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On-stream insect photos from the Namekagon River

Page:12
When the freshly shed nymphal skins of large stoneflies cover a log like this, imitating the nymphs is a good bet for large trout. From the Namekagon River in Wisconsin.
When the freshly shed nymphal skins of large stoneflies cover a log like this, imitating the nymphs is a good bet for large trout.
Date TakenJun 12, 2005
Date AddedJan 25, 2006
AuthorTroutnut
Giant Hexagenia limbata spinners leave ghostly trails around the glow of a full moon. From the Namekagon River in Wisconsin.
Giant Hexagenia limbata spinners leave ghostly trails around the glow of a full moon.
Date TakenJun 18, 2005
Date AddedJan 25, 2006
AuthorTroutnut
Large stonefly nymphs sometimes crawl quite far from the water before emerging.  This empty case is from a nymph that hatched about 5 feet up in a tree 10 feet from the river. From the Namekagon River in Wisconsin.
Large stonefly nymphs sometimes crawl quite far from the water before emerging. This empty case is from a nymph that hatched about 5 feet up in a tree 10 feet from the river.
Date TakenJun 11, 2005
Date AddedJan 25, 2006
AuthorTroutnut
A dense cloud of extremely tiny flies hovers close over the river. From the Namekagon River in Wisconsin.
A dense cloud of extremely tiny flies hovers close over the river.
Date TakenMay 29, 2005
Date AddedNov 30, 1999
AuthorTroutnut
Two Ephemera simulans (Brown Drake) spinners hang from tree leaves along the river.  It's worthwhile to look for these in afternoons during the Brown Drake hatch, because their presence may reveal the best place to fish in the evening. From the Namekagon River in Wisconsin.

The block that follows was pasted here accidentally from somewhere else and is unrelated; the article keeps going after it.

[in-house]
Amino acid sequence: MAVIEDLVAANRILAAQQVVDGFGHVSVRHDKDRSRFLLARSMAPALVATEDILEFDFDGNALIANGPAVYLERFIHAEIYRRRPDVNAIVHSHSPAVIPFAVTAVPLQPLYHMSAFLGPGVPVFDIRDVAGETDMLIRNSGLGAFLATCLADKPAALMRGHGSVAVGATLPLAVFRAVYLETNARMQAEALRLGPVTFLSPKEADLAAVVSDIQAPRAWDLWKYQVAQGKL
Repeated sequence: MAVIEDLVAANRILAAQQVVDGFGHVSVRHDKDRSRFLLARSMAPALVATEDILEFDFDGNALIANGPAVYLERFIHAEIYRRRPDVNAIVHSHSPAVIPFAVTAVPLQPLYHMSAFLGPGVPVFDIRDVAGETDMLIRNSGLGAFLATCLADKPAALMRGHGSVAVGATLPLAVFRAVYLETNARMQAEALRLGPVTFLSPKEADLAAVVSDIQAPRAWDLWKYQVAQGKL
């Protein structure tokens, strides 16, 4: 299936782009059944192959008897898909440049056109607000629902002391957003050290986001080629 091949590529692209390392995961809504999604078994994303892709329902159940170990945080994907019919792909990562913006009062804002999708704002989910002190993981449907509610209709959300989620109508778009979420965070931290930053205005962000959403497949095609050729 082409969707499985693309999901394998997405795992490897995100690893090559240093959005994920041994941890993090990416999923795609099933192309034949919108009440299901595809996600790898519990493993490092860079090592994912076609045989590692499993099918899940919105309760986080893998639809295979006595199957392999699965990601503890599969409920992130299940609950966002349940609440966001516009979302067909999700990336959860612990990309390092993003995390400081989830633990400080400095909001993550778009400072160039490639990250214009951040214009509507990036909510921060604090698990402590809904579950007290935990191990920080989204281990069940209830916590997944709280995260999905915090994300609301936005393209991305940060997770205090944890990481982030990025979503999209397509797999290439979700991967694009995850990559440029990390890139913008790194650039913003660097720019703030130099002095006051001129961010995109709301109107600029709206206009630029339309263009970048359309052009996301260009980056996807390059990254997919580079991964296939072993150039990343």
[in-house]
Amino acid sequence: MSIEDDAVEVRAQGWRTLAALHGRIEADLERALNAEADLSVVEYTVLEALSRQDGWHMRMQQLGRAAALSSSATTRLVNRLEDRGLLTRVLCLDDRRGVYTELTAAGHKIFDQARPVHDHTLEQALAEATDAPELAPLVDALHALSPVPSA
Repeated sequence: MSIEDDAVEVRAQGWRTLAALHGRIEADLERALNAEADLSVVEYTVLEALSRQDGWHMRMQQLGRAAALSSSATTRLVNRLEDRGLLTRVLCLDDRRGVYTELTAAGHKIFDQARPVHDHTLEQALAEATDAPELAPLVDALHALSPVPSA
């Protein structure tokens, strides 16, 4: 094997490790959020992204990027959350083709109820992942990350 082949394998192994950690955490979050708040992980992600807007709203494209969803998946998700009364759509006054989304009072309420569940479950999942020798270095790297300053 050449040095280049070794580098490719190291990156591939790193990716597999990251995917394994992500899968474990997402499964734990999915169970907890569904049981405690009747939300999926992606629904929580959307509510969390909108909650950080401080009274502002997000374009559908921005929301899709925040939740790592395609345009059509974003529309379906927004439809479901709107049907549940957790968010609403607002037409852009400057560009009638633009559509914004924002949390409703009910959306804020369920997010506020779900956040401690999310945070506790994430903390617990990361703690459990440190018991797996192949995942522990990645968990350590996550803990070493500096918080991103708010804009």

Two Ephemera simulans (Brown Drake) spinners hang from tree leaves along the river. It's worthwhile to look for these in afternoons during the Brown Drake hatch, because their presence may reveal the best place to fish in the evening.
Date TakenJun 11, 2005
Date AddedJan 25, 2006
AuthorTroutnut
Always keep an eye on your waders for sign of caddisflies, both live adults and fresh eggs.  Both are a sign that the adults are diving to lay their eggs on underwater objects (like your leg), and that means a diving caddis pattern (I like LaFontaine's) is probably the best fly to use. From the Namekagon River in Wisconsin.
Always keep an eye on your waders for sign of caddisflies, both live adults and fresh eggs. Both are a sign that the adults are diving to lay their eggs on underwater objects (like your leg), and that means a diving caddis pattern (I like LaFontaine's) is probably the best fly to use.
Date TakenJun 15, 2005
Date AddedJan 25, 2006
AuthorTroutnut
Page:12

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